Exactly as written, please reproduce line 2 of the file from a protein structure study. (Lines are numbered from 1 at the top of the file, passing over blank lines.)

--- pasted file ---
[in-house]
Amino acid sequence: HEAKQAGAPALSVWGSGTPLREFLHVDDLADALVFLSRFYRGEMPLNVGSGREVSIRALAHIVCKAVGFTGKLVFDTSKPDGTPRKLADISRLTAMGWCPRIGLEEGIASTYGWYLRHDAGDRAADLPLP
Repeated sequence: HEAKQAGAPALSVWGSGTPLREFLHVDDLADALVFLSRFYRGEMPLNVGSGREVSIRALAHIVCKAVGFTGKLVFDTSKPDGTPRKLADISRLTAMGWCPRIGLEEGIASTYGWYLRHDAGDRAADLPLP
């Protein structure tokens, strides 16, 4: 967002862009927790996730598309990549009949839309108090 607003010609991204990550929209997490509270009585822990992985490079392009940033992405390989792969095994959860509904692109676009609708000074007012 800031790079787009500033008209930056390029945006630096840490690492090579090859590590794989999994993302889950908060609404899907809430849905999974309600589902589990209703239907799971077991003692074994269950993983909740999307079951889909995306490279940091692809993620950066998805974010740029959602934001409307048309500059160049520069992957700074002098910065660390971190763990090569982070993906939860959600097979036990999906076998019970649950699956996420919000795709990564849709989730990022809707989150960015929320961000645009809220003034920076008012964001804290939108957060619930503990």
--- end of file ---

Amino acid sequence: HEAKQAGAPALSVWGSGTPLREFLHVDDLADALVFLSRFYRGEMPLNVGSGREVSIRALAHIVCKAVGFTGKLVFDTSKPDGTPRKLADISRLTAMGWCPRIGLEEGIASTYGWYLRHDAGDRAADLPLP